On Tue, May 1, 2012 at 10:31 AM, Andres Freund <andres(at)anarazel(dot)de> wrote:
>> efficient than our current method - I'm guessing that it actually
>> writes the updated metadata back to disk, where write() does not (this
>> makes one wonder how safe it is to count on write to have the behavior
>> we need here in the first place).
> Currently the write() doesn't need to be crashsafe because it will be repeated
> on crash-recovery and a checkpoint will fsync the file.
That's not what I'm worried about. If the write() succeeds and then a
subsequent close() on the filehandle reports an ENOSPC condition that
means the write didn't really write after all, I am concerned that we
might not handle that cleanly.
> I don't really see why it would need to compare in the 8kb case. What reason
> would there be to further extend in that small increments?
In previous discussions, the concern has been that holding the
relation extension lock across a multi-block extension would cause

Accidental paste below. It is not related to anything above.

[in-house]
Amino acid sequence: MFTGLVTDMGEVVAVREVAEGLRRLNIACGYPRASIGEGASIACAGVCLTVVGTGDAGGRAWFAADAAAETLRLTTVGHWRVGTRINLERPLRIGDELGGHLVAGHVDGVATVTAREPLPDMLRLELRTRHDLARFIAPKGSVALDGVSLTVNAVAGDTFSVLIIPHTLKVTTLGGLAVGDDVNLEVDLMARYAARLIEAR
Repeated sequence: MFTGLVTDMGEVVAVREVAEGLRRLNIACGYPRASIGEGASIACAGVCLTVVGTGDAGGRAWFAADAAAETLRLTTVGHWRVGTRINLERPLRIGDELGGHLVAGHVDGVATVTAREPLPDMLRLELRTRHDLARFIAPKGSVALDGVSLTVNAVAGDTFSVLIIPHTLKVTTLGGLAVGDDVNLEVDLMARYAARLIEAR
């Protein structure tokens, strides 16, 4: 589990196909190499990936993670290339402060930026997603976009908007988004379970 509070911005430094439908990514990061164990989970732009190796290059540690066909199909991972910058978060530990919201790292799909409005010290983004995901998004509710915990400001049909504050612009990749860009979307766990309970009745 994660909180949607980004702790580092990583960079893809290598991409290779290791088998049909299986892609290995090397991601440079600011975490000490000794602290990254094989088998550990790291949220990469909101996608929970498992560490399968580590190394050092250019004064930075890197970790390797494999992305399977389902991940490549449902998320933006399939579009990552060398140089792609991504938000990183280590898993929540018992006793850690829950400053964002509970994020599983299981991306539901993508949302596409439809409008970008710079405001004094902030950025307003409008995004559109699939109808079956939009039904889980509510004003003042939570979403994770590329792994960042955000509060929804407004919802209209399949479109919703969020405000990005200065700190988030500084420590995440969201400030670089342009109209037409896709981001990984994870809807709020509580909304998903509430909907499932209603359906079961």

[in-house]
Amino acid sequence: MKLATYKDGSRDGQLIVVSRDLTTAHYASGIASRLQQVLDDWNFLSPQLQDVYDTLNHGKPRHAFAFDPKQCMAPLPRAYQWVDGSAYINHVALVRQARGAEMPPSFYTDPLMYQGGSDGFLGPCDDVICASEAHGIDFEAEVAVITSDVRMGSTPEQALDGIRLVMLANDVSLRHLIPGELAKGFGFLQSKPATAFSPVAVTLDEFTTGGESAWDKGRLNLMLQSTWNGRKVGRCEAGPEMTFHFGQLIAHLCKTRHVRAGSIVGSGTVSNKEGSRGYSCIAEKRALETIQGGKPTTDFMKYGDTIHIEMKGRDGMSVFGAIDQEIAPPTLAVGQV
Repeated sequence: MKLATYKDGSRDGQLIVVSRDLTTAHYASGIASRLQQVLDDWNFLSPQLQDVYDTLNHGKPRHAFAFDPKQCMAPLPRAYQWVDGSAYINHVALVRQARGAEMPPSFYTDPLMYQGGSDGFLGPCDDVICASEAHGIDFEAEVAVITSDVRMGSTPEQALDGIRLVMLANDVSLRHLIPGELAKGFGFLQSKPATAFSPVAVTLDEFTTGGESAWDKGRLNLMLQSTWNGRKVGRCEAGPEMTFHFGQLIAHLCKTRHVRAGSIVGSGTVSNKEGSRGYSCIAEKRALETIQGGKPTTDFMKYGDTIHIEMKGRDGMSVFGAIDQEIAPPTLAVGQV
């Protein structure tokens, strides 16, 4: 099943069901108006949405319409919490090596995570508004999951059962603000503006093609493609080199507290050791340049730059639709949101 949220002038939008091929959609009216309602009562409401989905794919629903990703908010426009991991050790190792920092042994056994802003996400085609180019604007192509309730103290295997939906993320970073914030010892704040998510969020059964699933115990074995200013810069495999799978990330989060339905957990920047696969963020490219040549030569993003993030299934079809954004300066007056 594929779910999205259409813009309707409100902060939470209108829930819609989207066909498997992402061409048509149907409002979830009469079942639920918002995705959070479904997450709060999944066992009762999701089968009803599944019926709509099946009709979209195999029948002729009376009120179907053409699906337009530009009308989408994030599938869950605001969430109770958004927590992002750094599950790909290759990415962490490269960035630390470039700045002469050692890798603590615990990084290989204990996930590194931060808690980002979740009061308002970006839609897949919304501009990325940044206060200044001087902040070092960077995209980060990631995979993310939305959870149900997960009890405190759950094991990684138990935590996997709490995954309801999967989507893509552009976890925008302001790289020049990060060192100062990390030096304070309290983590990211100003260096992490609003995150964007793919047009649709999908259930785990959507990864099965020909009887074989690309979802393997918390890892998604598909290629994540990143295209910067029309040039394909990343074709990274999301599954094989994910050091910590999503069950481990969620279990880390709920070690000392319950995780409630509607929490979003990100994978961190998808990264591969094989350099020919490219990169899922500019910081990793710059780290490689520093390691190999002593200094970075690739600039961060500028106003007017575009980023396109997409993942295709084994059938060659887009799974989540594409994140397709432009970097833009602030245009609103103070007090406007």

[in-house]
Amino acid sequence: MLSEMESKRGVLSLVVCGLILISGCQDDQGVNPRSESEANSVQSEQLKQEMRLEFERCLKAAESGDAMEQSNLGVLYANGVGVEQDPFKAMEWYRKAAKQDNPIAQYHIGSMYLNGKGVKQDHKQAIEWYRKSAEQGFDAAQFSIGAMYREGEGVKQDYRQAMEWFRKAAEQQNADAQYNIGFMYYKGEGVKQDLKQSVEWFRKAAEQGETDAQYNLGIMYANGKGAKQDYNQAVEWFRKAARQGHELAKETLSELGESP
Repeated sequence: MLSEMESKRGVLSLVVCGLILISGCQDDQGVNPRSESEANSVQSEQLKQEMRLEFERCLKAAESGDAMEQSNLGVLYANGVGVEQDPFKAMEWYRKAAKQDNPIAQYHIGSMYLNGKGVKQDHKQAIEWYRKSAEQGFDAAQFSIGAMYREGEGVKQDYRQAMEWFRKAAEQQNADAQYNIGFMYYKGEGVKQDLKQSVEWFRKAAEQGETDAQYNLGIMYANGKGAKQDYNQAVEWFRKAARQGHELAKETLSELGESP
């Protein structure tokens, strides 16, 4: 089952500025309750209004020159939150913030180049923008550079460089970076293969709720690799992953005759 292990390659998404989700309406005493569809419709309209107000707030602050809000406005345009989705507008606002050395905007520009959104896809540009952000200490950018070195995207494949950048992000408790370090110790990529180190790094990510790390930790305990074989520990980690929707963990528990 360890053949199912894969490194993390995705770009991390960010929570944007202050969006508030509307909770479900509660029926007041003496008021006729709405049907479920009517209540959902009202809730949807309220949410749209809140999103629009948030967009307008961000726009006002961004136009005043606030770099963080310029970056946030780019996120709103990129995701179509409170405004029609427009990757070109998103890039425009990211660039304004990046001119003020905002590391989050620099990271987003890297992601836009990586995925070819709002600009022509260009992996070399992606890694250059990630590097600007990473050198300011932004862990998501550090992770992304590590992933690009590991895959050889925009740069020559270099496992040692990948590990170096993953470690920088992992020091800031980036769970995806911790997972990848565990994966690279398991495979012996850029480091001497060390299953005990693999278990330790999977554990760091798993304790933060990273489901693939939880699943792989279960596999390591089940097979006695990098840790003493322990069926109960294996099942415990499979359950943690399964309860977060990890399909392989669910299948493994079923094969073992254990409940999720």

latency spikes for both the process doing the extensions and any other
concurrent processes that need the lock. Obviously if it were
possible to extend by 64kB in the same time it takes to extend by 8kB
that would be awesome, but if it takes eight times longer then things
don't look so good.
> There is the question whether this should be done in the background though, so
> the relation extension lock is never hit in anything time-critical...
Yeah, although I'm fuzzy on how and whether that can be made to work,
which is not to say that it can't.
It might also be interesting to provide a mechanism to pre-extend a
relation to a certain number of blocks, though if we did that we'd
have to make sure that autovac got the memo not to truncate those
pages away again.
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